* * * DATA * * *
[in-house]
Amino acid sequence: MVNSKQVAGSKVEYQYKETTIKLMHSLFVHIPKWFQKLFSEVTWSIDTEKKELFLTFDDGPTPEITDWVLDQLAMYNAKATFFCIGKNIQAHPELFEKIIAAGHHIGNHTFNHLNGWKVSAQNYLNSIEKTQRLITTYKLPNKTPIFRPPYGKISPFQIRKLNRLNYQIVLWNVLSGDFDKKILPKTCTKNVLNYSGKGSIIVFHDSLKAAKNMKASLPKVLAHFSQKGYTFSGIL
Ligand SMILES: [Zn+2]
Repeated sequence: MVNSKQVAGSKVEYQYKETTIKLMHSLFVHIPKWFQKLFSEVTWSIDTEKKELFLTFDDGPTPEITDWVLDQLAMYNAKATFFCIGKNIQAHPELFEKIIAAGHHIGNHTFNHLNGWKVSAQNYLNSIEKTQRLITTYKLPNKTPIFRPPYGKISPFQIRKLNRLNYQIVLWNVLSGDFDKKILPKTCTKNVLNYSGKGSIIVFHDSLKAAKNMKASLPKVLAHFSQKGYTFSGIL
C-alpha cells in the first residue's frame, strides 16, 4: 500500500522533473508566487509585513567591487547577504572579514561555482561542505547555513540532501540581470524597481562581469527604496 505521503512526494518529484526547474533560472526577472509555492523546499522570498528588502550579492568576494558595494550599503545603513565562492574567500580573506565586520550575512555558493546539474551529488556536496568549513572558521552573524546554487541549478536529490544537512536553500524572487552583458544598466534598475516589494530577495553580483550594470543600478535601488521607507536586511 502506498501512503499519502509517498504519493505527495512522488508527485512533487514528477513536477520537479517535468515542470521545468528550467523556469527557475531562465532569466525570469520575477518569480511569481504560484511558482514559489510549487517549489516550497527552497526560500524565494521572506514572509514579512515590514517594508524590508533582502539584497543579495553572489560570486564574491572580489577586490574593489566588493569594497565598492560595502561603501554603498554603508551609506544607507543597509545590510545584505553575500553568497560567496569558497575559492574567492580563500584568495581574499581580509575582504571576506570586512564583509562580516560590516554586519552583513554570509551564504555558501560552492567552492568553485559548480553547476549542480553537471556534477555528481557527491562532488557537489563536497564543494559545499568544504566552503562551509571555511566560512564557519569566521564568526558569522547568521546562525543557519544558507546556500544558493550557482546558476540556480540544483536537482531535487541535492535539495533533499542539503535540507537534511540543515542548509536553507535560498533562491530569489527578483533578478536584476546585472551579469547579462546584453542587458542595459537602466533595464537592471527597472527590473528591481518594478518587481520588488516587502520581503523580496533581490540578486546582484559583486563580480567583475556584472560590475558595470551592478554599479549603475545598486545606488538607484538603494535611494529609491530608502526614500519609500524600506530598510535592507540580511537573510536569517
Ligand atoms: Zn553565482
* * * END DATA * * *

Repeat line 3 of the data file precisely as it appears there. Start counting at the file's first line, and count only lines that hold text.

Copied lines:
Ligand SMILES: [Zn+2]